A respiratory therapist is somebody who looks after children and adults with long term or chronic respiratory disease, such as asthma, cystic fibrosis or emphysema. They may provide emergency care in other aspects of respiratory arrest such as shock or drowning, heart attacks and strokes. They may work within the community or are hospital-based, working with all ages ranges from premature babies to the elderly.
What Does a Respiratory Therapist Do?
A respiratory therapist can carry out and perform many diagnostic tests to establish respiratory diseases and treat them. If you or someone you love suffers from any respiratory problems, you will have seen a respiratory therapist as well as a physician, and perhaps other healthcare professionals. Together, they will come up with a care plan to help their patients live as normally as possible with their chronic illness. One test they carry out often, especially when looking after asthma patients is a lung capacity test. This measures the flow of oxygen when a person exhales and inhales, determining how well their asthma is currently being controlled.
The Importance of Respiratory Therapists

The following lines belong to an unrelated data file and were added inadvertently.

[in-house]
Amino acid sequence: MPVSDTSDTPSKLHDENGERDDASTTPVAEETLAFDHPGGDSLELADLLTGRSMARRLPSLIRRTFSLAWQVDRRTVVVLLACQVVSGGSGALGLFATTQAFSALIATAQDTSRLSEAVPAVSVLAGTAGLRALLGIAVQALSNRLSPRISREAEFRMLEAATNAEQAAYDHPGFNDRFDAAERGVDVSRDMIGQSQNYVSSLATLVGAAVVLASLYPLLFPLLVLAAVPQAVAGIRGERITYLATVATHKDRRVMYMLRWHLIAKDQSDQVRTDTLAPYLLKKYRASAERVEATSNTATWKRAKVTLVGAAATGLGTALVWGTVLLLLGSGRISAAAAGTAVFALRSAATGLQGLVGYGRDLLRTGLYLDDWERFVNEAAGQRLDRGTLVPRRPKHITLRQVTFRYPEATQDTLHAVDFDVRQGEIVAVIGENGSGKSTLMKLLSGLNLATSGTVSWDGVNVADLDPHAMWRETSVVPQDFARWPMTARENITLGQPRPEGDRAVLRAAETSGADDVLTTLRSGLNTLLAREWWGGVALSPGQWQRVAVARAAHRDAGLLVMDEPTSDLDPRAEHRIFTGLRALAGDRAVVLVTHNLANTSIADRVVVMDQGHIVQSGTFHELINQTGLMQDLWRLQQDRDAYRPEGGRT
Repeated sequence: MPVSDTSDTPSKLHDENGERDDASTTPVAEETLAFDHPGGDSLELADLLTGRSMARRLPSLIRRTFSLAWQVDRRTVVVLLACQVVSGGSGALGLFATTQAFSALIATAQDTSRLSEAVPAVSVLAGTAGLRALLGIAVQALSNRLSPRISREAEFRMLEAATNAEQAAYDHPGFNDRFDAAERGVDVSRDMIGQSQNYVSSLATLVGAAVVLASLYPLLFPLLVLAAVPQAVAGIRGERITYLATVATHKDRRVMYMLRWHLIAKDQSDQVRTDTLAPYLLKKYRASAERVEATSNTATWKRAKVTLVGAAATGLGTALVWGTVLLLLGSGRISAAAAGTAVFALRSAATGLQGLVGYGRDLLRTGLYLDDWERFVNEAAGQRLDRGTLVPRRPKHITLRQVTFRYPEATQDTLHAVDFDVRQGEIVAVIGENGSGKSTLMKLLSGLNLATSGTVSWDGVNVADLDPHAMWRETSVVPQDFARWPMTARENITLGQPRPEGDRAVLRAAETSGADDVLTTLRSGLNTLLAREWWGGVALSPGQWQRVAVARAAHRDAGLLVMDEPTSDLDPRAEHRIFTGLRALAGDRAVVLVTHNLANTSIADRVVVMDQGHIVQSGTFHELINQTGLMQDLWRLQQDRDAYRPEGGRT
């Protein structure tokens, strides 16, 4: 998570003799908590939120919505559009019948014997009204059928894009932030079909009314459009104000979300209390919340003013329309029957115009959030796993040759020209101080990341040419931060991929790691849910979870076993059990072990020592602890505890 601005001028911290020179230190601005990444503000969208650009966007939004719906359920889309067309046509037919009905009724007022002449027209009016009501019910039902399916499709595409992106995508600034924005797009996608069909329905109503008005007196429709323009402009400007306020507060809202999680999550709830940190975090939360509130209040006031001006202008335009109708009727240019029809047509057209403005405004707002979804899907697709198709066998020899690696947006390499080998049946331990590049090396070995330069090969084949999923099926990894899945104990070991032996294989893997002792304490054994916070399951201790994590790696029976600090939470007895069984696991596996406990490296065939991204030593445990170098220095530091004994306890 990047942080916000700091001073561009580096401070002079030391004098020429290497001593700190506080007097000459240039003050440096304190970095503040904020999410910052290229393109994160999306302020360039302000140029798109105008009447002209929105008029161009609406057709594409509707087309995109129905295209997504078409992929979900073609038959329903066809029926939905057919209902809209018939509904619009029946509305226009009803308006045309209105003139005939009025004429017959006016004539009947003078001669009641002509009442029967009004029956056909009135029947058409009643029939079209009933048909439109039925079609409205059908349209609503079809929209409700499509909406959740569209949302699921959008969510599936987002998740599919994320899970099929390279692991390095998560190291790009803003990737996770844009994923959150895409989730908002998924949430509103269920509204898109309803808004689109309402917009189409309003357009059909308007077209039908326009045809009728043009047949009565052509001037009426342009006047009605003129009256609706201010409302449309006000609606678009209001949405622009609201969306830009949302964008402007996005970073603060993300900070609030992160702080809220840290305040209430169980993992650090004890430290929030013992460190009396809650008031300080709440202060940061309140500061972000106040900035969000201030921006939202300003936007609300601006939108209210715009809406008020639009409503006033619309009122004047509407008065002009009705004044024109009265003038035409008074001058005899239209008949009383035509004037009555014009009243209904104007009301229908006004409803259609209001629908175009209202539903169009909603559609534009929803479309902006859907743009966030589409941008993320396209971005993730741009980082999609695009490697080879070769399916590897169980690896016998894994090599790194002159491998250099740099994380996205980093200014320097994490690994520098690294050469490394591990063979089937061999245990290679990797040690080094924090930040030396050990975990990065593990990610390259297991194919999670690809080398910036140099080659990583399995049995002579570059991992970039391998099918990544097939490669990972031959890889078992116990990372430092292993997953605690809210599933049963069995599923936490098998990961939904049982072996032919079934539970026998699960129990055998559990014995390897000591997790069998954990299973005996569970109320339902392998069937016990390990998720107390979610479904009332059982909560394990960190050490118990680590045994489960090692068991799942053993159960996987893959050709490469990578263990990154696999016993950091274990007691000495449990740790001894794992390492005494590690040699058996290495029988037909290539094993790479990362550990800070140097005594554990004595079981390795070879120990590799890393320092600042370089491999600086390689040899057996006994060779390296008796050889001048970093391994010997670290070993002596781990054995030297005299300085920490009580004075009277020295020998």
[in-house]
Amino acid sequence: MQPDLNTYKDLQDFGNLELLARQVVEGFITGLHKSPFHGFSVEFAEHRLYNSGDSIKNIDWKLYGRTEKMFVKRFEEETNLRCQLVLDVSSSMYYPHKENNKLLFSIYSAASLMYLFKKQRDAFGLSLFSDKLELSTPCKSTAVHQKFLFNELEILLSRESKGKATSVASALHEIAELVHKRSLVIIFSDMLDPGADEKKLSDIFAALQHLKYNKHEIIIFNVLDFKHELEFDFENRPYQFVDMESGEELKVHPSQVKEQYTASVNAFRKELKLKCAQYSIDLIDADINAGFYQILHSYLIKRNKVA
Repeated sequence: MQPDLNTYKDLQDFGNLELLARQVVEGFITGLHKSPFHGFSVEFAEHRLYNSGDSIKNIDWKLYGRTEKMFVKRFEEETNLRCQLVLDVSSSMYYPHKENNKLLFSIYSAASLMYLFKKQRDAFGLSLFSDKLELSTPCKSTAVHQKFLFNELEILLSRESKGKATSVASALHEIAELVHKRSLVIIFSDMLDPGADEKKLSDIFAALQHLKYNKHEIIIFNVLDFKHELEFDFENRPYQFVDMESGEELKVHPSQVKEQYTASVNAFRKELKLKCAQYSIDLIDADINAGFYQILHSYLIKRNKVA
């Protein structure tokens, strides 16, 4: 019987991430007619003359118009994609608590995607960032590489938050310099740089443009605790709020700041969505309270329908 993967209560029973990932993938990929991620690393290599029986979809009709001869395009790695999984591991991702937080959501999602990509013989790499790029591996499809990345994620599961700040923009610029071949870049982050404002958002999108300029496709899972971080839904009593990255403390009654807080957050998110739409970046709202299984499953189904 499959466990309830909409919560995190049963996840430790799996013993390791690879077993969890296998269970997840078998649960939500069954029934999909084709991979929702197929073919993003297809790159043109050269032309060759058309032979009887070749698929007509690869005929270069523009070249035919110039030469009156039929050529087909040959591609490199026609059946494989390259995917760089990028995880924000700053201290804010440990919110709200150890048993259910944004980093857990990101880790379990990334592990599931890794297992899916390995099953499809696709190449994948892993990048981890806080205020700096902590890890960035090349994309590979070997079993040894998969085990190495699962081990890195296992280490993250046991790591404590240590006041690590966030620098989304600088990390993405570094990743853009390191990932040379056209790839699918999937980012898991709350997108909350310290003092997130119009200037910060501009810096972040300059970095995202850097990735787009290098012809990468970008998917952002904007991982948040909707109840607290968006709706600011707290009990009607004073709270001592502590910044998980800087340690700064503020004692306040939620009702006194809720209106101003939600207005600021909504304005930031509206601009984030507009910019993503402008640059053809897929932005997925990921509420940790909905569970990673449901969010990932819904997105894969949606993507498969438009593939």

A respiratory therapist can perform physiotherapy on the chest to aid the patient to remove mucus from the lungs, making it easier for them to breathe. This is a life-saving physiotherapy for children and adults living with cystic fibrosis, who cannot do this on their own and would eventually not be able to breathe otherwise. This also takes some pressure off their parents, as doing this daily can be very taxing and parents don’t often get a break when a child has cystic fibrosis. For those who cannot breathe themselves, respiratory therapists may insert a tube down their trachea which will be connected to a ventilator, to allow the machine to inflate and deflate the lungs. Respiratory therapists will support and teach parents and family in using ventilation and other equipment so that the patient can be at home with them.
Would I Make a Good Respiratory Therapist?
If you wish to assist and help those with chronic respiratory diseases to lead a normal life, supporting parents and families, this could be the perfect job for you. If you have an interest in the anatomy and physiology of the human body and the respiratory system, you should look at finding an accredited school to train at via bestrespiratorytherapyprograms.com. As some of what you may see can be upsetting, you will need to have empathy as well as the ability to withdraw from the situation if needs be. We are human and can find certain situations difficult to deal with, but knowing we did what is best and can be there for the patient and their family can be the most rewarding part of the job.
Respiratory therapists are extremely important and will always continue to be. Following a patient’s respiratory journey throughout their life course can be difficult but extremely rewarding, so if you think you’re up for the challenge, apply today.